Doping brings RedMachine to a halt
But BSA declares the suspended boxer won’t face the music alone
While the world of sport was still digesting the shocking doping revelations by former top cyclist Lance Amstrong, South Africa was this week rocked by news that boxer Viwe “RedMachine” Mdletyeni had tested positive for a banned substance.
The SA lightweight champion was found guilty by the SA Institute for Drug-Free Sport (Saids).
As outlined in the Saids disciplinary hearing report, he has since been stripped of his title as “a presence of prohibited substances (stimulant methylhexaneamine and diuretic furosemide)” was found in his system.
This after his fight against Thompson Mokwana in July when he won the title.
The Mthatha-born Mdletyeni will now watch boxing from the stands as he has been slapped with a 15-month suspension, which ends on November 22, prohibiting him “from competing in the sport of boxing as well as any other organised sport”.
The sanctions run from August last year, when he was provisionally suspended pending the outcome of the disciplinary hearing.
Although Mdletyeni has up to February 8 to appeal his suspension, it is highly unlikely he will even consider appealing the verdict and, even if he does, the chances of him winning are slim.
Boxing SA (BSA) chief executive Moffat Qithi said BSA was “shocked” by Mdletyeni’s doping scandal and the disgraced boxer was not going to go down alone as several other people played a role.
Meanwhile, Saids doping control manager Fahmy Galant told City Press that “only the boxer will face the music” as far as Saids was concerned, adding that there was “no case against anyone but the boxer”.
The 44-page Saids report repeatedly points out that one of the contributory factors to Mdletyeni’s misconduct was lack of anti-doping education for boxers in general.
This factor played a major role in the less harsh penalty that was finally imposed.
Confusingly though, Mdletyeni holds a BSc degree in health promotion and it makes little sense that he had insufficient knowledge about the consumption of illegal substances.
Qithi dismissed the anti-doping education claim, describing it as a “misplaced statement”.
He adds that BSA runs anti-doping workshops in all provinces to enlighten boxers about the dangers of using performance-enhancing substances.
He said it was not the responsibility of BSA if boxers were ignorant and negligent.
On the flip side, boxers who City Press spoke to said they had never heard of any BSA anti-doping workshops as per Qithi’s statement.
According to Qithi, plans to roll out a BSA newsletter, which will be distributed to all its licensees, were at an advanced stage.
“Through the newsletter, we will be able to educate boxers about crucial issues affecting them, more so doping,” he said.
Mdletyeni’s fall from grace
Mdletyeni has swollen knuckles
» His coach/uncle Mthethunzima Dumezweni gives him Pharmaton drugs four weeks before the fight.
» Coach sends Mdletyeni to see a physiotherapist.
Physiotherapist fails to help
» Mdletyeni, without his coach’s consent, seeks help from his instructor/weight trainer, whom he knows from the gym.
» The instructor gives him four tablets. He takes one on the Wednesday leading up to the Saturday fight and feels better.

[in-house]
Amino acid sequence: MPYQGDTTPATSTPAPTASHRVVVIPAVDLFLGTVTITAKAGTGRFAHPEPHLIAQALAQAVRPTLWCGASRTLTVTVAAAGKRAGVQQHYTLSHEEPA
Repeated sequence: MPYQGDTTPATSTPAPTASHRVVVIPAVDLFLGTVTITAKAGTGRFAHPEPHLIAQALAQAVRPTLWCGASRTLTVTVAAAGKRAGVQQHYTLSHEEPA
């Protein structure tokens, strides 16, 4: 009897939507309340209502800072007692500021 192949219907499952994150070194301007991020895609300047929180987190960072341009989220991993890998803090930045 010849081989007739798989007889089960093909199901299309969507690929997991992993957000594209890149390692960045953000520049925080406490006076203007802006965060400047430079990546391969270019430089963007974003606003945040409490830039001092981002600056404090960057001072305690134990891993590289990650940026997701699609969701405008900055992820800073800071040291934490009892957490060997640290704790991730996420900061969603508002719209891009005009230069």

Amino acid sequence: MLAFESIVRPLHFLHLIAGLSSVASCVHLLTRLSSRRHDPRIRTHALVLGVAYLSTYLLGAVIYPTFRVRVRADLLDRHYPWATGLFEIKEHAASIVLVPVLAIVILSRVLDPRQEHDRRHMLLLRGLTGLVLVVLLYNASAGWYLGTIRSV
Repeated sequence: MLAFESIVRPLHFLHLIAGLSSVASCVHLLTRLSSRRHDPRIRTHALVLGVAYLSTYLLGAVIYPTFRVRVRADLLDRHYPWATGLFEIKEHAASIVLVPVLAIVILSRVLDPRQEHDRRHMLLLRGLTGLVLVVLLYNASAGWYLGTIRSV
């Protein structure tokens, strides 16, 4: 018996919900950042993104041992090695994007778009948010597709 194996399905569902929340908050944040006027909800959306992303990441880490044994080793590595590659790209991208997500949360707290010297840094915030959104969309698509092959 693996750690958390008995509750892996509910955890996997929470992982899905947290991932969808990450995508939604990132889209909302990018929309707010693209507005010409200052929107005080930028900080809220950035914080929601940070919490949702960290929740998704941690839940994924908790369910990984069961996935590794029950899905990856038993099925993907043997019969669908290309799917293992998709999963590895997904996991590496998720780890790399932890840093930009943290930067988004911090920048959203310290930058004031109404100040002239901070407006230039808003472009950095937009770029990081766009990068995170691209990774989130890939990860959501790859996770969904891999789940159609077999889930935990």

Lightweight fight happens
» Mdletyeni, the challenger, wins the fight via a split decision and is crowned the South African lightweight champion. He pockets the R15 000 purse money.
» His urine sample goes for a test.
Suspicions arise after the fight
» Furosemide and methylhexaneamine (illegal ingredients) are found in Mdletyeni’s urine sample and Boxing SA (BSA) informs his coach.
» Dumezweni tells Mdletyeni about the results and Mdletyeni is shocked.
» Mdletyeni is provisionally suspended from boxing, pending a disciplinary hearing outcome.
The three mysterious tablets
» The tablets are then taken for testing.
» Of the three tablets, a so-called “small white tablet” is found to contain furosemide.
SA Institute for Drug-Free Sport summons Mdletyeni to a disciplinary hearing for arguments and submissions
» Mdletyeni reveals he got an unknown supplement drink (Evox 3DT Muscle Punch) from an unknown person in the gym three weeks before the fight.
» The energy drink contained methylhexaneamine and Mdletyeni maintains he did not know what the drug was and that it was a prohibited substance.
» Mdletyeni says he consumed the pill out of desperation because his camp was not prepared to postpone the fight and his knuckles had to heal urgently.
» Mdletyeni fails to provide the name of the physiotherapist he initially went to for help and maintains he does not know him nor does he know his contact details.
» Mdletyeni explains that he obtained a three-year BSc health promotion degree at Walter Sisulu University. The disciplinary commission is puzzled as to why a “bright guy” could be so ignorant.
» Mdletyeni points out he did not feel guilty for failing to disclose the little white tablet(s) in the doping control form that he filled in as he did not know they contained prohibited ingredients.
» Mdletyeni’s evidence regarding the number of tablets he consumed contradicts his coach’s testimony.
» Mdletyeni banned for four months for the stimulant methylhexaneamine and 15 months for diuretic furosemide. These periods run concurrently.
» BSA immediately strips Mdletyeni of his title.